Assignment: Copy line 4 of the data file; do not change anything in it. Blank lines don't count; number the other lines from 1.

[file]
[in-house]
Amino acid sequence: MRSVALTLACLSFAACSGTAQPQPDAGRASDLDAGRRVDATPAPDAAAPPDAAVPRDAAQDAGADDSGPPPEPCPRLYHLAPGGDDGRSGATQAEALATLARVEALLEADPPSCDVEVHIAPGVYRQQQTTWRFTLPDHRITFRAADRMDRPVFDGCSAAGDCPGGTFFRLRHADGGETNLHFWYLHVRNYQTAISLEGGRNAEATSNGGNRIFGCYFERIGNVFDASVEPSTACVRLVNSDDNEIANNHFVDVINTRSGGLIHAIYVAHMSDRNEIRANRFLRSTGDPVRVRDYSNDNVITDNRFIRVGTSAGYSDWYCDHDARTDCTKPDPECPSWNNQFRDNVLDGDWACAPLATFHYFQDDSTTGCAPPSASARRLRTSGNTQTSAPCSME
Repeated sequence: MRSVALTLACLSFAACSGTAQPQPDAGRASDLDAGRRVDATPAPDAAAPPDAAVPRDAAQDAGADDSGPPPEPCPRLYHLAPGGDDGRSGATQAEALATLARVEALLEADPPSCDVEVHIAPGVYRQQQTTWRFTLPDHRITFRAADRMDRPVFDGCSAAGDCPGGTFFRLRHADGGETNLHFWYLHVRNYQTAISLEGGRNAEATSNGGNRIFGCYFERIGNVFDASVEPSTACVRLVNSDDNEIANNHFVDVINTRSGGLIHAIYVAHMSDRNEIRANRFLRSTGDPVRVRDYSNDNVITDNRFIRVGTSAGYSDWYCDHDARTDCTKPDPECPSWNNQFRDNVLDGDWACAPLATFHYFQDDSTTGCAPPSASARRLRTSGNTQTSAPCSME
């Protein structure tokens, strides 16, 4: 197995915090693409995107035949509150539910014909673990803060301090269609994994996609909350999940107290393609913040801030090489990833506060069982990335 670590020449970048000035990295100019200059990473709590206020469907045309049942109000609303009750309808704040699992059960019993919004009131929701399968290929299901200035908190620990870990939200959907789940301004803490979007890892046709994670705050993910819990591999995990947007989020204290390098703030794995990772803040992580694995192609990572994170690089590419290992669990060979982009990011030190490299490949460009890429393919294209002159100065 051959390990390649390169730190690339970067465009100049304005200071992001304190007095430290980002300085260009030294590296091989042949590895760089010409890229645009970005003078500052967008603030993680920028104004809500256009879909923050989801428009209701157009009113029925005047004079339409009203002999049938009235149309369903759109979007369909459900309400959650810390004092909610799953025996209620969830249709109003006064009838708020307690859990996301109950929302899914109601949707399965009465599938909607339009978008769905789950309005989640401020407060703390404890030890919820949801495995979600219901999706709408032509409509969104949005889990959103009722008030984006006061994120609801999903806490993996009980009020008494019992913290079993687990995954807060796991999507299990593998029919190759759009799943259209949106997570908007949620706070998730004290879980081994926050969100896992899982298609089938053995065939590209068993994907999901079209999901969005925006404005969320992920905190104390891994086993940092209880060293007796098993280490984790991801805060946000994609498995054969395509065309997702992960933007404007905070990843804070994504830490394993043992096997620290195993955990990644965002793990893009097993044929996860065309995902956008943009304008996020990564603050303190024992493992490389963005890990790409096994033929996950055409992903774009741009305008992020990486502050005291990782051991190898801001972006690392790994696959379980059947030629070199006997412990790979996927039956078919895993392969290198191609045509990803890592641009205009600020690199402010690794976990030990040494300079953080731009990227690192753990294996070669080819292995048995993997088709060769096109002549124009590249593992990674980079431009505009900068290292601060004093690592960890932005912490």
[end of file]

């Protein structure tokens, strides 16, 4: 197995915090693409995107035949509150539910014909673990803060301090269609994994996609909350999940107290393609913040801030090489990833506060069982990335 670590020449970048000035990295100019200059990473709590206020469907045309049942109000609303009750309808704040699992059960019993919004009131929701399968290929299901200035908190620990870990939200959907789940301004803490979007890892046709994670705050993910819990591999995990947007989020204290390098703030794995990772803040992580694995192609990572994170690089590419290992669990060979982009990011030190490299490949460009890429393919294209002159100065 051959390990390649390169730190690339970067465009100049304005200071992001304190007095430290980002300085260009030294590296091989042949590895760089010409890229645009970005003078500052967008603030993680920028104004809500256009879909923050989801428009209701157009009113029925005047004079339409009203002999049938009235149309369903759109979007369909459900309400959650810390004092909610799953025996209620969830249709109003006064009838708020307690859990996301109950929302899914109601949707399965009465599938909607339009978008769905789950309005989640401020407060703390404890030890919820949801495995979600219901999706709408032509409509969104949005889990959103009722008030984006006061994120609801999903806490993996009980009020008494019992913290079993687990995954807060796991999507299990593998029919190759759009799943259209949106997570908007949620706070998730004290879980081994926050969100896992899982298609089938053995065939590209068993994907999901079209999901969005925006404005969320992920905190104390891994086993940092209880060293007796098993280490984790991801805060946000994609498995054969395509065309997702992960933007404007905070990843804070994504830490394993043992096997620290195993955990990644965002793990893009097993044929996860065309995902956008943009304008996020990564603050303190024992493992490389963005890990790409096994033929996950055409992903774009741009305008992020990486502050005291990782051991190898801001972006690392790994696959379980059947030629070199006997412990790979996927039956078919895993392969290198191609045509990803890592641009205009600020690199402010690794976990030990040494300079953080731009990227690192753990294996070669080819292995048995993997088709060769096109002549124009590249593992990674980079431009505009900068290292601060004093690592960890932005912490």